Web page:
14. aGrimm

    I’m a little late to this conversation, but hopefully some of the responders above will see these comments. As an introduction, my career was in Health Physics, ergo I know a fair amount about the effects of radiation on humans or otherwise.
    1) The EPA’s so-called “science” regarding Radon is more than bad science and math, it was flat-out a deception that created another bloated bureaucracy preying on folks’ ignorance of radiation. Initially, the EPA claimed 0 – 5000 deaths per year from Radon based on radon studies from strictly high doses (all the studies had serious methodological problems). This did not raise too many eyebrows. Subsequently, the EPA revised its numbers using very dubious reasoning and math raising the death toll to 0-10 thousand per year. Again, this did not inflame the public much. Shortly, the EPA came out stating that Radon was causing 20K deaths per year (notably dropping the 0 – XYZ range designation) without any justification what so ever. I searched hard for their justification and it was not to be found.

    2) I attended two Health Physics meetings where the head of the EPA’s Radon program admitted that the EPA did not, and would not, take into account any contradictory studies such as Prof. Bernard Cohen’s work demonstrating that low doses of Radon seemed to have a beneficial effect.

    3) To Sherri and Yawrate. Uranium is ubiquitous in the environment. Its decay path converts the Uranium molecule to Radium and then Radon eventually. How much Radon may be present is a direct function of how much Uranium/Radium is in the soil. This quantity varies widely by location. Though cinder block will likely contain uranium/radium from its fly ash constituent, Sherri is likely right about trailer homes, because the air flow in the crawl space would disperse any Radon before it could accumulate. In a home with a basement, up to 20% of the make-up air (gases) can be drawn up through the floor and basement walls. Again this is highly variable and depends on temperature, humidity and pressure. Pressure is a big factor. Heated air in a home will rise and create a negative pressure on the basement floor/walls. This pulls the gases in the soil into the home principally through cracks in the concrete (dirt floor basements have no resistance to the gases). Oxygen, nitrogen and any gas will be drawn into the home. Of course Radon is a gas. Being heavier than other gases, it tends to accumulate in basements, but this depends on airflow in the basement. Homes with Radon mitigation systems simply put piping under the basement floor connected to a fan which creates a negative pressure under the basement and also pulls the soil gases through the pipes. Homes on slabs get very little infiltration of soil gases including Radon. Therefore Yawrate, if you buy a home with a Radon mitigation system: 1) if on a slab, turn the system off – you are just wasting energy on the fan or; 2) if with basement, turn off the system and get your basement checked for Radon. The EPA’s 4 pCi/l recommendation is garbage. Anything less than 20 pCi/l is more than safe. Personally, I’m comfortable up to 100 pCi/l.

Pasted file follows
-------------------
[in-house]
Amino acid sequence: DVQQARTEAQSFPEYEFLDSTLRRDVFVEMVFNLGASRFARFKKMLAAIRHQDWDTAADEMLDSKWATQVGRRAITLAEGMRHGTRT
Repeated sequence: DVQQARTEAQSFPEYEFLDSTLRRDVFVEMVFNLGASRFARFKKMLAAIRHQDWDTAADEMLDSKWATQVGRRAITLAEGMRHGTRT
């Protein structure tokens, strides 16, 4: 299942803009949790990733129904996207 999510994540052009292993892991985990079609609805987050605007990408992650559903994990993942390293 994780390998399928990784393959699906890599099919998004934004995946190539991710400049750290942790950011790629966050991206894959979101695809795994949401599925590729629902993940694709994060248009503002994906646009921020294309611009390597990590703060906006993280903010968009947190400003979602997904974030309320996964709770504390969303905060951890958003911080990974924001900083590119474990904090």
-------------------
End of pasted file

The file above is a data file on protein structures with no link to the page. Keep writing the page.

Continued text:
3) I can get seriously into the weeds about Radon’s effects if anyone is interested. However, I’ll just point out that Radon is a noble gas, therefore our body does not use or store it. Because we are always breathing a little Radon (its everywhere, its everywhere!), there is a finite probability that one of the Radon atoms will emits its radiation (alpha particle) while it happens to be in our body. If this event does not occur, then the Radon atom will likely just be breathed right back out of the body. (note: a common misperception is that a single radioactive atom emits radiation all the time. It does not. A radioactive atom only emits its radiation once, then it changes to a different atom.) The decay of a Radon-222 atom goes to Po-218 and this atom is quite reactive with chemicals around it and will stay in the body. There are 6 more decay steps before the atom becomes stable Pb-206 (non-radioactive). I can get into lung clearance rates and likely distribution of the Radon daughter products is anyone is interested.

    The only Health Physicists I know who think Radon is a problem are the ones who work in Radon programs set up in the States by the EPA.